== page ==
The Anti-Defamation League of New England was able to zoom in on film and photos that captured symbols on clothing, flags, hats, and signs that identified people from the region who participated in the siege on the Capitol Jan. 6.
“The activity we see here is consistent with the rest of the country,” said Robert Trestan, the ADL’s executive director in New England. “And it’s not to say that Massachusetts and New England is this hotbed or center point for extremists, but like other parts of the country, there are people who hold these very strong views and are publicly pushing them out.”
The ADL spotted members from a neo-Nazi, white supremacist group called the Nationalist Social Club that has chapters in New England. One image the ADL saw read “New England 131,” which is associated with the group. The “131” is alphanumeric code for ACA, Anti Communist Action.
Trestan said a photo from inside the Capitol shows someone carrying a so-called “Kek flag” that was also carried by a small group of NSC members to a “Restore Sanity” rally last June, an event that was organized by a group that advocates for the “straight community” called Super Happy Fun America.
Kek is “a made-up deity connected to a semi-ironic ‘religion’ embraced by alt-right white supremacists,” according to the ADL.
“If you look up the picture of the flag in front of the State House [in June] at the Super Happy Fun America event, it’s that flag. The same flag,” Trestan said.
The Nationalist Social Club is more of a threat to the Jewish community.
“NSC members consider themselves soldiers fighting a war against a hostile, Jewish-controlled system that is deliberately plotting the extinction of the white race,” according to the ADL.
Salem police were investigating the group for tagging stickers in the city that read “NSC 131 Zone” during the summer, and it was working with the Salem No Place for Hate Committee to identify individuals in the area tied to the group.
The other group, Super Happy Fun America, which organized the Straight Pride Parade in Boston in the summer of 2019, is no stranger to the North Shore.
Two members of the Super Happy group, Mark G. Sahady of Malden – who organized the parade – and Suzanne Ianni of Natick have been charged with misdemeanor trespassing and disorderly conduct after they were identified from photos taken inside the Capitol.
Swampscott police Detective Ted Delano said the group held two protests in town in proximity to Gov. Charlie Baker’s house last year, including a “Protest for Freedom” rally on Monument Avenue on May 16 that drew 200 people.
Trestan did not describe Super Happy Fun America as being white supremacist, but he said “they are on the far right of the spectrum.”
“They have consistently been a magnet for other extremists,” Trestan said. “And, the event that they had in June at the State House is a perfect example of that, where white supremacists came and saw a little bit of an ally-ship, a little bit of a kinship, with the group and that’s why they came. And they used their event to display a Nazi flag and to push forward white supremacist views.”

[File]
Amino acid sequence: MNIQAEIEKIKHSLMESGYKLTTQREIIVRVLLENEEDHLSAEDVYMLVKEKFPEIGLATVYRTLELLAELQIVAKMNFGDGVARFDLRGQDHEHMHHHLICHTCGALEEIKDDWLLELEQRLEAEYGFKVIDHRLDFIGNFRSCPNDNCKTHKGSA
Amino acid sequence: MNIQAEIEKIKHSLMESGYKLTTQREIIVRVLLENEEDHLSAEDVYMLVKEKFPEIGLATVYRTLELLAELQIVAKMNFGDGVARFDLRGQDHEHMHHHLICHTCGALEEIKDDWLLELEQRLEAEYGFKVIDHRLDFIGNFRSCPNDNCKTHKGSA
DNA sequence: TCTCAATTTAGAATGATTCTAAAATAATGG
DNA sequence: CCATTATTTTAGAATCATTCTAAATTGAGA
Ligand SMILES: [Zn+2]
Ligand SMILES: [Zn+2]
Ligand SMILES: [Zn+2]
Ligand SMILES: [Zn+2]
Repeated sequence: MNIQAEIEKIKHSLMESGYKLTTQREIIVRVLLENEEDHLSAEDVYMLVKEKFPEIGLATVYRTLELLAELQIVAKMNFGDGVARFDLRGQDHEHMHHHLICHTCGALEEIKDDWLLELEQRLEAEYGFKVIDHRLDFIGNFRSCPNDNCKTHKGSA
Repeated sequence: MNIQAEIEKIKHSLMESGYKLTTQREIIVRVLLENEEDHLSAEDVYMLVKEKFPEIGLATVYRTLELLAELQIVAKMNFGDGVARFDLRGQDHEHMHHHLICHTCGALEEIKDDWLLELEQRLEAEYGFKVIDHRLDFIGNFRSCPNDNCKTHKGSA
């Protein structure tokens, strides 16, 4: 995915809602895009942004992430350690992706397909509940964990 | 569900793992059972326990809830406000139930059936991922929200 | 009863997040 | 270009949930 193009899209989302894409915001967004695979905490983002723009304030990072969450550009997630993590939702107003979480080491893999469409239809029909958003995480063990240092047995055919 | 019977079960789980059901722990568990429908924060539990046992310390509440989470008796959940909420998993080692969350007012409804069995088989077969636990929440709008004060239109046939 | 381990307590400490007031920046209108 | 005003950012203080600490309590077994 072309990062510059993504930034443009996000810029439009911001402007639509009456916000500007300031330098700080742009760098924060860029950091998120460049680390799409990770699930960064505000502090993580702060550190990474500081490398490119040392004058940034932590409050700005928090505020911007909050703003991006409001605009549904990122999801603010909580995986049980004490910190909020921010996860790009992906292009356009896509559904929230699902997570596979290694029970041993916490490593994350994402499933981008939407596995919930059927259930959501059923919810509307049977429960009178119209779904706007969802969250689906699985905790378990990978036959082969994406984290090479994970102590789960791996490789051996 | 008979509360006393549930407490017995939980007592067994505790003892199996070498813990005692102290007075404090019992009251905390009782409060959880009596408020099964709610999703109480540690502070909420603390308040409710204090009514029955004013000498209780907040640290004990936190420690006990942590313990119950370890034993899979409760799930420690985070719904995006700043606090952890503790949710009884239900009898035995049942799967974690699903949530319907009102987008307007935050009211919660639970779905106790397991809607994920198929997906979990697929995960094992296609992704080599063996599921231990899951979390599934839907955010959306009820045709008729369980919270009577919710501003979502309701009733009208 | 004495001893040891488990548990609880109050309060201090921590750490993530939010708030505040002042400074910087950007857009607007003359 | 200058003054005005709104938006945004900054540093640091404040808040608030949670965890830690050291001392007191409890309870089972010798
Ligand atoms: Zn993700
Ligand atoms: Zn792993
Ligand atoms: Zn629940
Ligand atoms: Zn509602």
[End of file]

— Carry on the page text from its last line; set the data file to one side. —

According to the ADL’s H.E.A.T. map, which tracks the locations of hate crimes nationwide, other groups active in Greater Boston and on the North Shore in the past couple of years include Patriot Front, which has been dropping flyers, posting stickers, and hanging banners; and the Daily Stormer Book Club, which left a Holocaust denial flyer at Temple Emanu-El in Marblehead in July 2019.
The ADL said other groups that were spotted at the Capitol insurrection were the Three Percenters, which is part of the militia movement, and the anti-government, right-wing Oath Keepers, which aims to recruit former military, police officers, and firefighters.
Members of another far-right group, the Proud Boys, also have been identified in photos and video taken at the Capitol riot, and several have been arrested.
Last Sunday, the Lappin Foundation in Salem and the newly formed Teen Antisemitism Task Force shed light on extremism by hosting a Zoom talk called “Breaking Hate,” featuring former white supremacist turned Emmy award-winning television producer and author Christian Picciolini of Chicago, who now works to counter extremism.
As a teenager, he was recruited by a neo-Nazi skinhead leader. Ultimately, he left the movement at age 22 in the 1990s after he got married, started a family, and began meeting Blacks and Jews in his record store.
Picciolini said it was an honor to be able to speak to the local Jewish group during the week of International Holocaust Remembrance Day.
“Extremism flourishes when there is uncertainty,” Picciolini said, “when populations feel heavy uncertainty when it comes to things like jobs or finances or, right now we are dealing with all sorts of uncertainty with the pandemic. And unfortunately, during times of uncertainty is when people kind of grasp for these lottery ticket ideas, conspiracy theories and things like that, and oftentimes Jews bear the brunt of those conspiracy theories, partly based on those old anti-Semitic tropes, but partly based on new ones that have emerged.”
He said the reason people find their way into these hate movements is not because of ideology, “It’s because they are trying to find a sense of identity, community, and purpose and these groups somehow reward them.”